This was the third year in which Ramblers Cymru had staged a walk from the Eisteddfod, following many years when the walk was organised by the Countryside Council for Wales and then Natural Resources Wales. Their enthusiasm flagged and so, two years ago, the Ramblers (whose idea it was more than 20 years ago) took it back.
We met at Mermaid Quay on Cardiff Bay where we were welcomed by Ramblers Cymru director Angela Charlton. Ramblers Cymru’s president, Will Renwick (the youngest person to walk the Wales Coast Path and Offa’s Dyke) was there, and a number of other Ramblers and colleagues from kindred organisations, including Welsh Government and Natural Resources Wales. It is a great opportunity to meet others in our field and chat in pleasant surroundings.
We boarded the Princess Katharine which took us round the bay then up the River Taff to Bute Park where we disembarked. Others had come to meet us in the park, including Arthur Lee from Hereford (on his tramper); he represents Disabled Ramblers.
There, Richard Tyler from Powys Ramblers, spoke about the Cambrian Way trail which starts in Bute Park and heads north for 468 kms to Conwy. Will Renwick spoke of his experience walking the Cambrian Way (from north to south), and called it ‘the jewel in the crown of trails’. Then our leader, Meriel Jones, who is education officer for Bute Park, gave us a brief introduction.
Bute Park is 56 hectares (or 75 football pitches) and is the green heart of Cardiff. It receives over two million visitors a year, and has been in public ownership since 1947.
We stopped by a picture frame, a useful piece of sculpture which enabled us to take a group photo.
The Cambrian Way starts at Cardiff Castle, at the southern end of the park.
We walked to the gorsedd circle of local stones, erected when the Eisteddfod was in Cardiff in 1978.
The arboretum is one of the largest in a public park. There are over 3,000 trees, including 40 champion trees. A champion tree is the tallest specimen recorded in the British Isles, or has the largest trunk-girth measured at 1.5 metres off the ground. Each of the champion trees has a plaque which has the following information: name of tree (centre); family (top left); date it became a champion (top right) and whether the accolade was for height (H), girth(G) or both (H&G); record number (bottom left), and year of planting (bottom right).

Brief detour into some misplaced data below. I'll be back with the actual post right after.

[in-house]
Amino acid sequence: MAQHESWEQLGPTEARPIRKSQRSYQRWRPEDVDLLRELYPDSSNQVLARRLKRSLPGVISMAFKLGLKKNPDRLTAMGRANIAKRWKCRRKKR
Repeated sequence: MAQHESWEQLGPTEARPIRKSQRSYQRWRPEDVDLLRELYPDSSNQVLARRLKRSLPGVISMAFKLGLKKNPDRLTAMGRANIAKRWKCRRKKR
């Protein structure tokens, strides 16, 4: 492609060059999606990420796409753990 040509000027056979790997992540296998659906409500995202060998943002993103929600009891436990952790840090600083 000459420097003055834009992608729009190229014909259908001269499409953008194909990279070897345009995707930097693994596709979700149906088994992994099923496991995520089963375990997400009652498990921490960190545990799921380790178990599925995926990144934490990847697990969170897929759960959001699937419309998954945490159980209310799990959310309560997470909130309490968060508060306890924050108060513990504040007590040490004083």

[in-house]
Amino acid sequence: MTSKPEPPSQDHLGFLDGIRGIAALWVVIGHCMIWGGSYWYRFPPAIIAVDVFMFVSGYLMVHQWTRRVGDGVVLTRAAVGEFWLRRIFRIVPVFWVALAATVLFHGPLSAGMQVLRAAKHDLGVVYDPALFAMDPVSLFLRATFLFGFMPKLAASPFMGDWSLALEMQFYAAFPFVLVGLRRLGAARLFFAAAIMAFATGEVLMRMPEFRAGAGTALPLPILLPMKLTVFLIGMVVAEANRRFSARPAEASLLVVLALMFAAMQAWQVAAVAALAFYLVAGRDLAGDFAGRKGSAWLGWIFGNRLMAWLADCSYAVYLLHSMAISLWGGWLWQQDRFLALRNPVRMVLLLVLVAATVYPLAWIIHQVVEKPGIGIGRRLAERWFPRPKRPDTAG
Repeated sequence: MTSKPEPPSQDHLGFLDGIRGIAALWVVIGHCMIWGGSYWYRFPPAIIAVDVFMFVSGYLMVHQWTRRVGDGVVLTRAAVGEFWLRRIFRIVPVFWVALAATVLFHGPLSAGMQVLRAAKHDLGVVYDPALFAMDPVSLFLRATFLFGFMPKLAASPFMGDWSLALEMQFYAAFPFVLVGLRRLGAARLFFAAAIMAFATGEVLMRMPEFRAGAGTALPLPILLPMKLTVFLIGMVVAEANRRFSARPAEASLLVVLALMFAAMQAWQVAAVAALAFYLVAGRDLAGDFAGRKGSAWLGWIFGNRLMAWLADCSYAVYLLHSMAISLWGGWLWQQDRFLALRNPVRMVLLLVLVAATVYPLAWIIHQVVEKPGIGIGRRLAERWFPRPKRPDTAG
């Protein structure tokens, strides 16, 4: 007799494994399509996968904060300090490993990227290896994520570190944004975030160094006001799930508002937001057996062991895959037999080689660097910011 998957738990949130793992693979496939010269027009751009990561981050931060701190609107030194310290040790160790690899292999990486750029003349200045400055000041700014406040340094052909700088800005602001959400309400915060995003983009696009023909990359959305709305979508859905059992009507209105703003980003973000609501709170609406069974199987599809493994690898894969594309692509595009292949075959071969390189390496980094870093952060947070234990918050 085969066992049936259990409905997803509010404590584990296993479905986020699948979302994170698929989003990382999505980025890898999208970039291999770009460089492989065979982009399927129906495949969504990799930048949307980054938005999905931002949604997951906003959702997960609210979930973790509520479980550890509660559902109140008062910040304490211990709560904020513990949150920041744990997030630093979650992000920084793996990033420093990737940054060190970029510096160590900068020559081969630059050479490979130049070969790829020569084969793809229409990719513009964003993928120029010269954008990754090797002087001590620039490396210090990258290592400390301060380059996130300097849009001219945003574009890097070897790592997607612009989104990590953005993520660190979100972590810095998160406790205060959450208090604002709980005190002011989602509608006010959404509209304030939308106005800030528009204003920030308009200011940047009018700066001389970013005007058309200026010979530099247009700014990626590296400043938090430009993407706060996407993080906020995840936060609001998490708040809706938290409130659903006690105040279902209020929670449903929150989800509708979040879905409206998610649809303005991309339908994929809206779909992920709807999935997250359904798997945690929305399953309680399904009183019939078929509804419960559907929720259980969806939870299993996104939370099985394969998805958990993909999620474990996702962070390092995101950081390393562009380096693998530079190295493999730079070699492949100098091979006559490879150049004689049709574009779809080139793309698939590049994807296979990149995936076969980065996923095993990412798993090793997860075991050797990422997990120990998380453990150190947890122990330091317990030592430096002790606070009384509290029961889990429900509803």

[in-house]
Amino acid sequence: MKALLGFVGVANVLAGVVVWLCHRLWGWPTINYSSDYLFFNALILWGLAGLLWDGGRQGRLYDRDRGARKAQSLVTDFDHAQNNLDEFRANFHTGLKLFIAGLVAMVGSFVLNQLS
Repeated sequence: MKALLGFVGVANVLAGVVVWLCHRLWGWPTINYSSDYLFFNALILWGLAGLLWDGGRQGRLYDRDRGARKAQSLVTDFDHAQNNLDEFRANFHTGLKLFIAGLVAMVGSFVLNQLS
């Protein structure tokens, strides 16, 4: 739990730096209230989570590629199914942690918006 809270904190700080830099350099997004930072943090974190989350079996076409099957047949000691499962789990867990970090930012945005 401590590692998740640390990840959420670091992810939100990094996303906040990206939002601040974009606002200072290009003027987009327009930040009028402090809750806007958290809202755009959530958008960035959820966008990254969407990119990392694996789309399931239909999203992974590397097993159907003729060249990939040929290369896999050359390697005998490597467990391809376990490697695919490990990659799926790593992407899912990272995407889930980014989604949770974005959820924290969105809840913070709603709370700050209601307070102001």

Bute Park produces a series of leaflets, and there are two (north and south) giving the location and details of the champion trees.
We passed the terrific herbaceous border, in fine colour despite the drought. It was first established in the 1950s, partly to shield the park from the smell of the River Taff which runs nearby to the west.
There is a leaflet in the education centre which has a plan of all 113 plant species in the border.
We continued alongside the River Taff which we glimpsed through the trees.
When we reached the elegant Blackweir Bridge we turned back.
The northern part of the park is a woodland and it is hard to believe that one is so close to the city centre.
We ended at the education centre and Secret Garden Café for a splendid lunch of local produce.
It was an excellent walk, and credit goes to Catherine Morgan, Ramblers Cymru’s area support officer, for organising it.
I then walked up to the northern end of Bute park with Helen Lloyd Jones. We passed one of the many sculptured tree-trunks (you can find them on the interactive map).
We came to an avenue of massive redwoods.
My walk ended with a lovely sighting of an egret on the River Taff.
Bute Park has an active friends’ group. You can read about it here.